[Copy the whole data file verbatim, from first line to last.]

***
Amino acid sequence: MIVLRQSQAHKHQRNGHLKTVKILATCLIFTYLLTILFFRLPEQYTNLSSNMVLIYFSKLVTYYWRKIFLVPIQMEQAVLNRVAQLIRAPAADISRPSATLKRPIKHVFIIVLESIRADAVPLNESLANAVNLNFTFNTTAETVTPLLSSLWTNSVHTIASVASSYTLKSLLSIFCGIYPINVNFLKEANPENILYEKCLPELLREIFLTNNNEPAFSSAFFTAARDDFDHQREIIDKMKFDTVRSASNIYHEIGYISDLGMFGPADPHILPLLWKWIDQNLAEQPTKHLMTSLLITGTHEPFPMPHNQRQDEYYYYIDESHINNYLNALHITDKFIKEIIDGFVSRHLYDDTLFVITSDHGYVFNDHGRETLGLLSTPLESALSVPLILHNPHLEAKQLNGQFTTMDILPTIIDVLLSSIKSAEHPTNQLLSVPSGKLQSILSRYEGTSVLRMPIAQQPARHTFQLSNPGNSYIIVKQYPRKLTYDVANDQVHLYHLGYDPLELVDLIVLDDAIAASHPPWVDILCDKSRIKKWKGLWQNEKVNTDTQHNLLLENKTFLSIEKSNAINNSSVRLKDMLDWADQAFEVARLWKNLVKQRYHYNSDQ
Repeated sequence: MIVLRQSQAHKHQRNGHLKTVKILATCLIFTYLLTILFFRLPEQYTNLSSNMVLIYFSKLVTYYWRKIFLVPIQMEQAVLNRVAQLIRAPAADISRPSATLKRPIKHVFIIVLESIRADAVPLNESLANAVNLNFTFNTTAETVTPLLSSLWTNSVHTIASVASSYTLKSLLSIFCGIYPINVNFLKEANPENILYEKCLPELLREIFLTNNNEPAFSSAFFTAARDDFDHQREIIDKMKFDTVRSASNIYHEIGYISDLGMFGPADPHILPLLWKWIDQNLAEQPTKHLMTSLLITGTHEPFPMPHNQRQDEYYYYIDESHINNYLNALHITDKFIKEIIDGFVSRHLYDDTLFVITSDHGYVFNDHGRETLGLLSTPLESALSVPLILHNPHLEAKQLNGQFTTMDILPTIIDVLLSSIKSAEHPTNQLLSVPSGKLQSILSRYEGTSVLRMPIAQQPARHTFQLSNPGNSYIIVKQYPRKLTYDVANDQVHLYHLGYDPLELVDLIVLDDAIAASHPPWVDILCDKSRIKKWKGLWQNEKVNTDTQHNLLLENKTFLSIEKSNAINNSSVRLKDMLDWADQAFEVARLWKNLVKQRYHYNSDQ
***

Amino acid sequence: MIVLRQSQAHKHQRNGHLKTVKILATCLIFTYLLTILFFRLPEQYTNLSSNMVLIYFSKLVTYYWRKIFLVPIQMEQAVLNRVAQLIRAPAADISRPSATLKRPIKHVFIIVLESIRADAVPLNESLANAVNLNFTFNTTAETVTPLLSSLWTNSVHTIASVASSYTLKSLLSIFCGIYPINVNFLKEANPENILYEKCLPELLREIFLTNNNEPAFSSAFFTAARDDFDHQREIIDKMKFDTVRSASNIYHEIGYISDLGMFGPADPHILPLLWKWIDQNLAEQPTKHLMTSLLITGTHEPFPMPHNQRQDEYYYYIDESHINNYLNALHITDKFIKEIIDGFVSRHLYDDTLFVITSDHGYVFNDHGRETLGLLSTPLESALSVPLILHNPHLEAKQLNGQFTTMDILPTIIDVLLSSIKSAEHPTNQLLSVPSGKLQSILSRYEGTSVLRMPIAQQPARHTFQLSNPGNSYIIVKQYPRKLTYDVANDQVHLYHLGYDPLELVDLIVLDDAIAASHPPWVDILCDKSRIKKWKGLWQNEKVNTDTQHNLLLENKTFLSIEKSNAINNSSVRLKDMLDWADQAFEVARLWKNLVKQRYHYNSDQ
Repeated sequence: MIVLRQSQAHKHQRNGHLKTVKILATCLIFTYLLTILFFRLPEQYTNLSSNMVLIYFSKLVTYYWRKIFLVPIQMEQAVLNRVAQLIRAPAADISRPSATLKRPIKHVFIIVLESIRADAVPLNESLANAVNLNFTFNTTAETVTPLLSSLWTNSVHTIASVASSYTLKSLLSIFCGIYPINVNFLKEANPENILYEKCLPELLREIFLTNNNEPAFSSAFFTAARDDFDHQREIIDKMKFDTVRSASNIYHEIGYISDLGMFGPADPHILPLLWKWIDQNLAEQPTKHLMTSLLITGTHEPFPMPHNQRQDEYYYYIDESHINNYLNALHITDKFIKEIIDGFVSRHLYDDTLFVITSDHGYVFNDHGRETLGLLSTPLESALSVPLILHNPHLEAKQLNGQFTTMDILPTIIDVLLSSIKSAEHPTNQLLSVPSGKLQSILSRYEGTSVLRMPIAQQPARHTFQLSNPGNSYIIVKQYPRKLTYDVANDQVHLYHLGYDPLELVDLIVLDDAIAASHPPWVDILCDKSRIKKWKGLWQNEKVNTDTQHNLLLENKTFLSIEKSNAINNSSVRLKDMLDWADQAFEVARLWKNLVKQRYHYNSDQ